How am I sucking energy from myself you ask? By not refueling my tank with the only thing that can truly give me life when I am rundown.
I need me some Jesus time. Desperately. This isn't a radical revelation. If I'm being totally honest, a quiet voice has been whispering that to me for some time now--since October 12 to be exact--and I have all to easily pushed it aside with any and every excuse possible.
Eli needs to eat. Eli wants to play. Eli needs a diaper change. Eli needs a bath. Eli wants to be held.
I'm too tired. I need to shower. I need to call people, catch up on emails, hang out. (This was all done under the "righteous" guise of "investing" in others' lives of course). I need to eat. I need to make dinner. I need to clean. I
I had an arsenal of "I needs" and "I'd rathers" and I allowed the "noble" deed of taking care of my child to take priority over my greatest need of all.
I started paying the price for my excuses spiritually and emotionally and so, sadly enough, were my husband and son because they're the ones who had to put up with my increasingly bad attitude.
Thankfully my husband is the most patient man alive and my son is three months old and will have no recollection of any of these less than pretty moments.
I've concluded that God doesn't allow us to have memories of our first couple years of life out of sheer grace for mothers. Also, so that we aren't emotionally scarred the rest of our lives as our mamas adjust to and learn this incredibly beautiful, yet incredibly hard job called motherhood.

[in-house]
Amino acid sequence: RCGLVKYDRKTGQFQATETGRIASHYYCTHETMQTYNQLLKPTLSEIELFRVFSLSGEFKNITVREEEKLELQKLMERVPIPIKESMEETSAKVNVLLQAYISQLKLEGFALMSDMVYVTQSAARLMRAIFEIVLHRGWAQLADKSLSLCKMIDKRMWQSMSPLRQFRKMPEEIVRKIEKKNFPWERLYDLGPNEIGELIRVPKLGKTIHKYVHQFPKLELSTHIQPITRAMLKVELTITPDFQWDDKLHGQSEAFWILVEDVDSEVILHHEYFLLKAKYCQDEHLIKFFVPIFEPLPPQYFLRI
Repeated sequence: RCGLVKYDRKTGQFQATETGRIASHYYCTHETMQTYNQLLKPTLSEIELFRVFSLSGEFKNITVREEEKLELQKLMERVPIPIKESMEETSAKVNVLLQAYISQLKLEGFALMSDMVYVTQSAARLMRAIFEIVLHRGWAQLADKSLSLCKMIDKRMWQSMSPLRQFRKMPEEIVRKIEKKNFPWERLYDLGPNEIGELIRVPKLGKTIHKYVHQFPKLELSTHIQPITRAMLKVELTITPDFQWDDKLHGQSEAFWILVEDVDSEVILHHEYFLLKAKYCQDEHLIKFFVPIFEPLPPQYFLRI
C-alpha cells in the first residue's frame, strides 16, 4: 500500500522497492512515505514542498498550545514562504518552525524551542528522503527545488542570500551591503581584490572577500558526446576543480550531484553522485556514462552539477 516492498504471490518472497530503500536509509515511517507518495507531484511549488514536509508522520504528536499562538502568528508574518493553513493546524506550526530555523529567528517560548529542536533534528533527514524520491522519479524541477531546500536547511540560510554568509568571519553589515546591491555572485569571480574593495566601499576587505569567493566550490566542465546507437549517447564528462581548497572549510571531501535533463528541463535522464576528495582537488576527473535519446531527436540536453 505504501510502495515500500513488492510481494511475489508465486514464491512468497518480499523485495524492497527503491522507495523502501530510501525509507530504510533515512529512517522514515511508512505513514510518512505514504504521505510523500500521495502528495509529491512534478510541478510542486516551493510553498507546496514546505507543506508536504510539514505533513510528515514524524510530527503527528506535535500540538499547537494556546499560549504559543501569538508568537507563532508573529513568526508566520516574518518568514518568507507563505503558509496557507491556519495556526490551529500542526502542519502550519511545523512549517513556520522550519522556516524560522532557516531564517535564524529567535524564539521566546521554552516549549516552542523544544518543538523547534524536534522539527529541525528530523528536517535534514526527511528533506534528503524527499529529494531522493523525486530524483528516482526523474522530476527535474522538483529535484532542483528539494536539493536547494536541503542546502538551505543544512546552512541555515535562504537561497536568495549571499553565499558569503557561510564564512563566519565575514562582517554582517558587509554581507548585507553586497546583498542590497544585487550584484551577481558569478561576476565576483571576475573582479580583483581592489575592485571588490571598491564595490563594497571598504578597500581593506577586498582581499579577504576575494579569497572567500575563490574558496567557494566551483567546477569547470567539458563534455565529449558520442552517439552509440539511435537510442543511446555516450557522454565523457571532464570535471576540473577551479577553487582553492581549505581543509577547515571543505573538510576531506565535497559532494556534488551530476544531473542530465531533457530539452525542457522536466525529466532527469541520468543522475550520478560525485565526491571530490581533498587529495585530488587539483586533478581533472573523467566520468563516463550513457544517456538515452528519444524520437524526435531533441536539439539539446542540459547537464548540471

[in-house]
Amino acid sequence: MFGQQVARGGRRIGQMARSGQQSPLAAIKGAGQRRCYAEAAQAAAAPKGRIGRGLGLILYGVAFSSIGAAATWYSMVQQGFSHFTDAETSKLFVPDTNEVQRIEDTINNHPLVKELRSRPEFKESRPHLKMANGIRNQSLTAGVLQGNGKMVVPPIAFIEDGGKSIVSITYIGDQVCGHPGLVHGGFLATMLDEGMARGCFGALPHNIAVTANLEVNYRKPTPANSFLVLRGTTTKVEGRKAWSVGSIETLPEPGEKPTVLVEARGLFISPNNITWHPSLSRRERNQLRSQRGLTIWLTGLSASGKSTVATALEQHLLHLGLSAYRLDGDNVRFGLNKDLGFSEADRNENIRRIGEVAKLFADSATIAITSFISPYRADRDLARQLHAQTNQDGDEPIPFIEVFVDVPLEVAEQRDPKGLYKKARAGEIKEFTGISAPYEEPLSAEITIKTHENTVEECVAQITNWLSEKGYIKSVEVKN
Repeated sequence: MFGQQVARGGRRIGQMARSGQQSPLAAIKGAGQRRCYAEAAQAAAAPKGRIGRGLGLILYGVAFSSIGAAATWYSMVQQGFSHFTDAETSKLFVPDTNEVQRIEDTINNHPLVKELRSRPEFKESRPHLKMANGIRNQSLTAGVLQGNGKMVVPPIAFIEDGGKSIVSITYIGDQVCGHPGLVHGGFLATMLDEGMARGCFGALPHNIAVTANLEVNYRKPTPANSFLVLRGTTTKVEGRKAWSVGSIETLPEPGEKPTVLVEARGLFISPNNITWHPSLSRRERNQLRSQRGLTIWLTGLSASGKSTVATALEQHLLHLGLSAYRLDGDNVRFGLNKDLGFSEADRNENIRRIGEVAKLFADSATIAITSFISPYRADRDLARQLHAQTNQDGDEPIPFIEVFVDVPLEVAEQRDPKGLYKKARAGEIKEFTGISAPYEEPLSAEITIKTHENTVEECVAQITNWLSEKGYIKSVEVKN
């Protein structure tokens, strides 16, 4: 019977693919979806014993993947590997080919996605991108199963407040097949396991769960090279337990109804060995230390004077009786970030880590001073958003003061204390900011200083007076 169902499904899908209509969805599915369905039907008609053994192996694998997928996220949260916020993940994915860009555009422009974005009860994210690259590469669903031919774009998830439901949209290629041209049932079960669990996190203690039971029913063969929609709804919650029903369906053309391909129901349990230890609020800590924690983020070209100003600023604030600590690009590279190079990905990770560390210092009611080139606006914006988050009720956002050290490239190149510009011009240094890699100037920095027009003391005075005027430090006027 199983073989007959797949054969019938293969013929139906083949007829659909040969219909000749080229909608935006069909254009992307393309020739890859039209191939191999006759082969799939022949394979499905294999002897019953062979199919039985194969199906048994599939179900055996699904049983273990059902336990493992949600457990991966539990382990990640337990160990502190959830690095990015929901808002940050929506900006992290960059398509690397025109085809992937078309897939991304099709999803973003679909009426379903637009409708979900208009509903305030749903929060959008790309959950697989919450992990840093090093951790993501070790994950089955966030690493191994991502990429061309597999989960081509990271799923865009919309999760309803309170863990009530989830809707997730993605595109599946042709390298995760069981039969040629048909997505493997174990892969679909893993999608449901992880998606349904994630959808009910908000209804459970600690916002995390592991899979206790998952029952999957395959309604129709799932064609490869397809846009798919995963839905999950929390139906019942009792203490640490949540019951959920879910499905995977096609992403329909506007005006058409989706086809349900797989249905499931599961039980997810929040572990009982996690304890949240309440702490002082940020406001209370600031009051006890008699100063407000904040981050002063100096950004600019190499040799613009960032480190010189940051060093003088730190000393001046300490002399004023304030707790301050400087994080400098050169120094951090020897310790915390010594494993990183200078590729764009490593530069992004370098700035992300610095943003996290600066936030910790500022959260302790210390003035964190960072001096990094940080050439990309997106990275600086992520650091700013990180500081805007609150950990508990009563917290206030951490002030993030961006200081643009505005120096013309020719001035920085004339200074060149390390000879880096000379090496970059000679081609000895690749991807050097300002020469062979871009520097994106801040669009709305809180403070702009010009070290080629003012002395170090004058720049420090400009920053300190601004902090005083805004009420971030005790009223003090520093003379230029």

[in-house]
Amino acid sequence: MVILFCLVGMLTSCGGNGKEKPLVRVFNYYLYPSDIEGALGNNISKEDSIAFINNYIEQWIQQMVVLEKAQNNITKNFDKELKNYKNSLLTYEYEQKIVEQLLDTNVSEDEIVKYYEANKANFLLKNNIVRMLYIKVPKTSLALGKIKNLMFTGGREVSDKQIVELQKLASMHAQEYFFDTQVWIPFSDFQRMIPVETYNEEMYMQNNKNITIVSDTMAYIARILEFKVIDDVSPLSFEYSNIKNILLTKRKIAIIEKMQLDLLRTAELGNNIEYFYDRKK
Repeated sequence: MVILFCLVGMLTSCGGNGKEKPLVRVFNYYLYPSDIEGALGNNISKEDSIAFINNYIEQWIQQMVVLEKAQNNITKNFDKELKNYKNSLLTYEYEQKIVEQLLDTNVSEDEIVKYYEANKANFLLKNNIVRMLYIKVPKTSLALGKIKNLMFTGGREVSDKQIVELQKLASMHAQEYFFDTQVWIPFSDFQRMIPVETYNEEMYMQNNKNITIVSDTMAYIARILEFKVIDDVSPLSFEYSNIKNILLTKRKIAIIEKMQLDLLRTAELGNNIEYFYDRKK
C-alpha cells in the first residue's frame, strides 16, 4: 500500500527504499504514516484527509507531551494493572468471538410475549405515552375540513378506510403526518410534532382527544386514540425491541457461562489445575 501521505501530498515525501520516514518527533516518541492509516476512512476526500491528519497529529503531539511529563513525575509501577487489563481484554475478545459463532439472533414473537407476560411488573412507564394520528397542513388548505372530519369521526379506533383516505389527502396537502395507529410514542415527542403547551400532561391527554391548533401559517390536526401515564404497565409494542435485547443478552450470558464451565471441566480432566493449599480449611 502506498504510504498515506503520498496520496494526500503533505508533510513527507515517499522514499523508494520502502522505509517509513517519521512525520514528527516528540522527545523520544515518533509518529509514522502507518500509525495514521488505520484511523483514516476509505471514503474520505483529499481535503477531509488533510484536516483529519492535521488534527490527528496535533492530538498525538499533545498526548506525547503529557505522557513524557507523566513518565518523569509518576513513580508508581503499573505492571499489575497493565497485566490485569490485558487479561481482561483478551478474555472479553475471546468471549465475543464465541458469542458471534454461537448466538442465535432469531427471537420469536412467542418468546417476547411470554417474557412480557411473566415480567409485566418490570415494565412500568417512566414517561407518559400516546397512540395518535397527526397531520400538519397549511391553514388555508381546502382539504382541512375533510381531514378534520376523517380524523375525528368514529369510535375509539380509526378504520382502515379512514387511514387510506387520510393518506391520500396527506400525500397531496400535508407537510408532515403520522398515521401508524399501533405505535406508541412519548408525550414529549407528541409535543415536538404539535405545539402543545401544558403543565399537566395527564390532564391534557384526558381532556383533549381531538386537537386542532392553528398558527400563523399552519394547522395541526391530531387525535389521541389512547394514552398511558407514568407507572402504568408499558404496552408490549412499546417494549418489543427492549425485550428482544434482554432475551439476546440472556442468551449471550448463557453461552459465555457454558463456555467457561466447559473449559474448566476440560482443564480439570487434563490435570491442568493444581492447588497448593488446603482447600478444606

If you're a mom, you get what I mean. There are some ugly days when your selfishness and impatience are like two giant, smelly elephants sitting in your living room. It's not a pretty sight.
While on vacation though I got back into the routine of having a quiet time and, surprisingly enough, I feel a thousand times better mentally, emotionally and spiritually. I came back from Florida refreshed and refueled and I am a much better mama, wife, woman for it.
My latest devo addressed exactly what I'm talking about:
"Motherhood is like a pitcher with a hole in the bottom: a constant drain on our energy, patience, and tolerance....Our only hope to speak with kindness, to lead with patience, and to not threaten our children with homicide is to ensure our spiritual reserves are not bone-dry. Moms are the middle of the flow chart; the arrows of exertion flow constantly out from us, but when no arrows of strength, grace and peace are flowing in, the whole mechanism is in danger."
In other words: "Goodness in equals goodness out. No goodness in equals no goodness out."
It's so easy, no matter what your job is, to get caught up in the doing, especially when it comes to serving. We too easily allow serving to swallow up our quiet time because it counts as working unto the Lord.
"Under the banner of selflessness, we neglect our own spiritual health and sabotage the very service we want to render."
We can't fully serve if we aren't filled ourselves. I can't be the Mom Eli needs me to be if I'm not digging into the Word each and every day. The greatest lesson I can teach Him is that Jesus comes first and foremost and the best way I can teach Him that is by living it out each day.
I feel like we are starting to hit our stride with this whole mama-son thing, and it is no coincidence that it happened the same time that I realigned my priorities to put God back on top.
You may not be a mom, but most likely you can replace "motherhood" in that first quote with something that is draining your spiritual reserve. Whatever it may be, take the time to rest in the presence of the Lord and be refreshed. Trust me. You (and everyone around you!) will be so glad you did.